California News

San Francisco plane crash: 3rd victim identified

Friday, July 12, 2013
The wreckage of the Asiana Flight 214 airplane is seen at the San Francisco International Airport in San Francisco following the crash on Saturday, July 6, 2013.

The wreckage of the Asiana Flight 214 airplane is seen at the San Francisco International Airport in San Francisco following the crash on Saturday, July 6, 2013. (KABC Photo)

The third victim that died from her injuries following the Asiana Airlines plane crash at San Francisco International Airport on July 6 has been identified.

Chinese state media identified the passenger as 17-year-old Liu Yipeng. According to China News, Yipeng went to school with the other two victims who were killed in the crash.

Very little information was released about the third victim but a spokeswoman for the San Francisco General Hospital said Yipeng died Friday morning.

"She died of her injuries," said Kagan. "It is a pediatric patient who's been in intensive care unit since the time of her crash.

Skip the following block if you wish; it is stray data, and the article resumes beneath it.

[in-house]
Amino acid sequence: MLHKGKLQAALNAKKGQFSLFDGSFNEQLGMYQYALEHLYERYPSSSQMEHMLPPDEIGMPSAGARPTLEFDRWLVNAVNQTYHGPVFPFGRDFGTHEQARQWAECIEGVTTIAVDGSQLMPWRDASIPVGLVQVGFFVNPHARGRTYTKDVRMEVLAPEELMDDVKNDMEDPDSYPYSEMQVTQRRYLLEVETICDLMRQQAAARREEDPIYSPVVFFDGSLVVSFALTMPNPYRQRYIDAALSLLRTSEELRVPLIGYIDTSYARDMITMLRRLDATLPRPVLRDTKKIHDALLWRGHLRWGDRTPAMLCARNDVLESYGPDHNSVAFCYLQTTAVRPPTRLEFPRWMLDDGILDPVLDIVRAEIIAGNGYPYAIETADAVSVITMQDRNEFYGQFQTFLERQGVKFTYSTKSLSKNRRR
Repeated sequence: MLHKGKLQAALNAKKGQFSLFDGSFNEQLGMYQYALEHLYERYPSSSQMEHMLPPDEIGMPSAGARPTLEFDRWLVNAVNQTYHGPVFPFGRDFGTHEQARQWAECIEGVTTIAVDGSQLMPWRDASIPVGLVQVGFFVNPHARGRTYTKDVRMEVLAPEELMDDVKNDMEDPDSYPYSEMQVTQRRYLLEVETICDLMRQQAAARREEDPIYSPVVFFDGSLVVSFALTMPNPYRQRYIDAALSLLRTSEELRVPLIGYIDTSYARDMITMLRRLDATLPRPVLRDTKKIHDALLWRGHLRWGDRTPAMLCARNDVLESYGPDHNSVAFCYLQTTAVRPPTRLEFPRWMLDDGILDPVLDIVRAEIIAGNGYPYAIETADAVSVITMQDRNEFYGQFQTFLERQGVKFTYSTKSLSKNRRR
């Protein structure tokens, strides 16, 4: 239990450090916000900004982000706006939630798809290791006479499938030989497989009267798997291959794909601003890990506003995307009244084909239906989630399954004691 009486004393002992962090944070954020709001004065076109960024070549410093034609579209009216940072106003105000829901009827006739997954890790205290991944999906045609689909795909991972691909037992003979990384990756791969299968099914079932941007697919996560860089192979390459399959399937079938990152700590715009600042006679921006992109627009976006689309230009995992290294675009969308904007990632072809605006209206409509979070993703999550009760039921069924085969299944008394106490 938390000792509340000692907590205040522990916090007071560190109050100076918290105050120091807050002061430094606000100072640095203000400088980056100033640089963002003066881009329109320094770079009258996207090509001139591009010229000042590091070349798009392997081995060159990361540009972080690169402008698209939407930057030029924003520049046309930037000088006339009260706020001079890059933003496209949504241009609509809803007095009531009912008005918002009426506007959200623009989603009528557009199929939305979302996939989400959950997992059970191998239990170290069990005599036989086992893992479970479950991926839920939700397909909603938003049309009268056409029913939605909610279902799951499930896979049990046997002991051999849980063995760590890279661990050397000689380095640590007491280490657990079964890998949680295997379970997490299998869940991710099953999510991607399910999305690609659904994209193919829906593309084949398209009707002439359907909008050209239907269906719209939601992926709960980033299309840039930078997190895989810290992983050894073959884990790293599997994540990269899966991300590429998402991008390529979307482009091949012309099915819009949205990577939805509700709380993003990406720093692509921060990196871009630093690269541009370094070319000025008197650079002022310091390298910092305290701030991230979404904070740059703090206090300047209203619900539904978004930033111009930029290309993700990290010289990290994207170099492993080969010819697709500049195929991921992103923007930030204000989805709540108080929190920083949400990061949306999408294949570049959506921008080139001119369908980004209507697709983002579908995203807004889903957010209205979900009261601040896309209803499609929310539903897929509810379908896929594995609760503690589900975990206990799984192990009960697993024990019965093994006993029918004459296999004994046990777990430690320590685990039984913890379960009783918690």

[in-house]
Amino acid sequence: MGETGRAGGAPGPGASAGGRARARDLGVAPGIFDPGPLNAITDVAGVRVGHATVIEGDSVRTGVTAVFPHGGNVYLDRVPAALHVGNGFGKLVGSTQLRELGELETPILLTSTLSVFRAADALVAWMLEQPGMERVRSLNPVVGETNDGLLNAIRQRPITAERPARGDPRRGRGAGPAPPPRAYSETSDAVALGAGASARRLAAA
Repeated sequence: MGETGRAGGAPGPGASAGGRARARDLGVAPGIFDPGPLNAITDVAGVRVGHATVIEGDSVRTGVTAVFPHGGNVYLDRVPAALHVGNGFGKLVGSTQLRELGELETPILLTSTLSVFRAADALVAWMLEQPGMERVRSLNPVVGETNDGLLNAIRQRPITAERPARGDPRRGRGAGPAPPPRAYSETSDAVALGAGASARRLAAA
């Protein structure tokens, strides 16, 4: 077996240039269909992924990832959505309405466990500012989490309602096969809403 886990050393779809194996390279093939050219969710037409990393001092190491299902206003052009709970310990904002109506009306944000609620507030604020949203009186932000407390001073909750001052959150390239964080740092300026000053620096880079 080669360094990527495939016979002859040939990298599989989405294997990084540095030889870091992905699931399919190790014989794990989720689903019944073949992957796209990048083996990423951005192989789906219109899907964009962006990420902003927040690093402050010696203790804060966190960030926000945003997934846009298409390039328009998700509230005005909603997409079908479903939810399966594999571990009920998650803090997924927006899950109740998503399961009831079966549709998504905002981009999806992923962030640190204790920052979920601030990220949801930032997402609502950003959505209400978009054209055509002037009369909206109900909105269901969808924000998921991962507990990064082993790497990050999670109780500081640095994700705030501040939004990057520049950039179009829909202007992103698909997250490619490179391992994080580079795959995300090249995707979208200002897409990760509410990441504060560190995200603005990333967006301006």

The airliner collided with a rocky seawall just short of the runway, killing Yipeng and two other 16-year-old girls, Ye Meng Yuan and Wang Linjia. All three girls killed were from China. Dozens of other passengers were hurt. Officials said 182 people were transported to the hospital following the crash, most of them having suffered only minor injuries.

On Friday, authorities confirmed Yuan had been hit by a fire truck racing to the scene. Her cause of death has not been determined.

"The fire truck did go over the victim at least one time. Now the other question is, 'What was the cause of death?" police spokesman Albie Esparza said. "That's what we are trying to determine right now."

Police spokesman Officer Gordon Shy said the runway was covered with foam rescuers had sprayed on the burning wreckage.

"The driver may not have seen the young lady in the blanket of foam," said Ken Willette of the National Firefighter Protection Agency, which sets national standards for training airfield firefighters. "These could be factors contributing to this tragic event."

Officials said the pilots, a trainee and his instructor, may have failed to realize until too late that the aircraft was dangerously low and flying too slow.

Runway 281 reopened on Friday. The wreckage of the plane has since been moved into a holding area and will soon be turned into scrap metal.

The Associated Press contributed to this report.

(Copyright ©2014 KABC-TV/DT. All Rights Reserved.)

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